It was the first of five games between the Central Division rivals. The victory put the Blues atop the division.
“It was a war out there,” Allen said. “You just saw a lot of guys getting clipped in the face, a lot of big hits and potential fights so it’s definitely going to be fun.”
The Blues didn’t get a shot on goal until almost seven minutes into the first period, when Pavelec’s stop made the shots-on-goal 7-1 in favor of the Jets.
Little scored at 9:04 when he poked the rebound of Andrew Ladd’s shot between Allen’s pads. The goal ended Little’s 13-game scoring drought.
Schwartz deflected a Steen point shot for his eighth goal of the season at 5:14 of the second period while Jets forward Adam Lowry was in the penalty box for delay of game.
Winnipeg regained the lead at 9:53 on Slater’s high shot from the slot, but penalty trouble soon cost the Jets again.
With Evander Kane in the box for roughing, Steen sent a long pass from near his goal out to Backes, who went high over Pavelec’s glove with 2:03 left for the 2-2 tie.
“It’s a tied game going into the third with a team that’s at the top of our division and a team we can beat,” said Jets defenseman Mark Stuart. “Today was a good example of that. It was just going to come down to one goal, whoever scores first in the third period and, unfortunately, it was them.”
Winnipeg pulled Pavelec for the extra attacker with 2:02 left and Stastny scored his third goal of the season with 40 seconds remaining.
“I thought we played good team-wise,” Steen said. “Got down, but stayed with it and Jakie made some big saves. Our goalies have been huge for us this year.”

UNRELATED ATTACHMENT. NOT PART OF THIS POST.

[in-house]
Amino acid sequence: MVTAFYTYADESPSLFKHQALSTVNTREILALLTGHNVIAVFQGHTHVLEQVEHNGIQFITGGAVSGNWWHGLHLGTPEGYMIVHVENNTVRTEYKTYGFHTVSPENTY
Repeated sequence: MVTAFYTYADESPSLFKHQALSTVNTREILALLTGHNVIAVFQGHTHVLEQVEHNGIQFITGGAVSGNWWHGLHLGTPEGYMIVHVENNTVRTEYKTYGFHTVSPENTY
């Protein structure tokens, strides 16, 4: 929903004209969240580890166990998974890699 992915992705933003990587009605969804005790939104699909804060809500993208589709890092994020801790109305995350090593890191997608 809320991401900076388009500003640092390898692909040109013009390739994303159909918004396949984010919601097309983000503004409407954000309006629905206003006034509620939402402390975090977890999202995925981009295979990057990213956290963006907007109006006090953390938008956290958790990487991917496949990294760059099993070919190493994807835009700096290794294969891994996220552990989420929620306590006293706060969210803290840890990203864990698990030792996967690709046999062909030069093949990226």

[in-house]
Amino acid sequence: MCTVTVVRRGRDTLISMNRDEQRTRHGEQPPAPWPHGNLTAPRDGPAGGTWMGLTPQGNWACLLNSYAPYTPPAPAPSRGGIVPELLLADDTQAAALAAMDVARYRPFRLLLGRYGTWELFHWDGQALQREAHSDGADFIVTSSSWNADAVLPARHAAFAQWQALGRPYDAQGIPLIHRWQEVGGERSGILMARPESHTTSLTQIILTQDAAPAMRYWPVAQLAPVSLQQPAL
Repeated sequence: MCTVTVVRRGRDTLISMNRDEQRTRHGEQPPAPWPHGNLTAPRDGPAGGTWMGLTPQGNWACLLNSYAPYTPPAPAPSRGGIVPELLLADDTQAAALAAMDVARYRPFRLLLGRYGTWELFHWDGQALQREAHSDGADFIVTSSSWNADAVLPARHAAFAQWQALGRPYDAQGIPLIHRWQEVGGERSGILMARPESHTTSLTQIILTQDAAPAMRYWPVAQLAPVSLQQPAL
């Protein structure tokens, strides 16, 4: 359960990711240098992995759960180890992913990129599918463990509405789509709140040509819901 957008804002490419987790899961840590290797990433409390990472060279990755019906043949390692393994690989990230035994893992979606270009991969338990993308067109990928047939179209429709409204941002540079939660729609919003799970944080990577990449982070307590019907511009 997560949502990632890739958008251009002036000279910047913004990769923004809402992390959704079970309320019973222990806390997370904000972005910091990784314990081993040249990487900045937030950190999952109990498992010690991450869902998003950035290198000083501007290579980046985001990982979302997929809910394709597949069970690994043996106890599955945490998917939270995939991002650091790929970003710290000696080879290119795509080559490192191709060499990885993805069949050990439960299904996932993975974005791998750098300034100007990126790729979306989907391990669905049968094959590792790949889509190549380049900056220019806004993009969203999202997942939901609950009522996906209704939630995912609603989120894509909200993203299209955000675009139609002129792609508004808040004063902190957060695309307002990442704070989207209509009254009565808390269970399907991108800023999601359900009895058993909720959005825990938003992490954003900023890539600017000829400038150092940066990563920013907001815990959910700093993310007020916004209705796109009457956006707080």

By BERNIE WILSON
AP Sports Writer
SAN DIEGO (AP) — In a game full of crazy twists and turns, Marcus Gilchrist had the capper.
The strong safety intercepted journeyman Shaun Hill at the goal line with 56 seconds left to preserve the San Diego Chargers’ 27-24 victory against the St. Louis Rams on Sunday that helped tighten the AFC West race.
Gilchrist jumped the route as Hill tried to force a pass to Kenny Britt, who also was covered by Shareece Wright, on second-and-goal from the 4.
Hill had beaten Gilchrist on a 7-yard TD pass to Stedman Bailey with 2:04 left that pulled the Rams within three points.
“My man didn’t really do too much, so I just looked back at the quarterback and I saw a crossing route coming up ad I was able to go at it,” Gilchrist said.
His immediate reaction?
“Thank you Lord,” Gilchrist said. “It’s one of those plays that as a kid you dream of. In basketball you want to make the game-winning shot, and in football you want to make the game-winning play, somehow.”
The Chargers (7-4) won their second straight game after a three-game losing streak. They pulled into a second-place tie in the AFC West with Kansas City, which lost at Oakland on Thursday night. Denver rallied to beat Miami and leads the division at 8-3.
“They had good coverage on my primary, and Kenny just kind of flashed and I pulled,” Hill said. “It was just a reaction.
“The coaches put the ball in my hands with a chance to win the game, and I appreciate that,” Hill said. “I let them down. There’s no way you can sit there and second-guess the play calling. If you’re going to second-guess anything, second-guess the guy who didn’t execute the play, and that’s me.”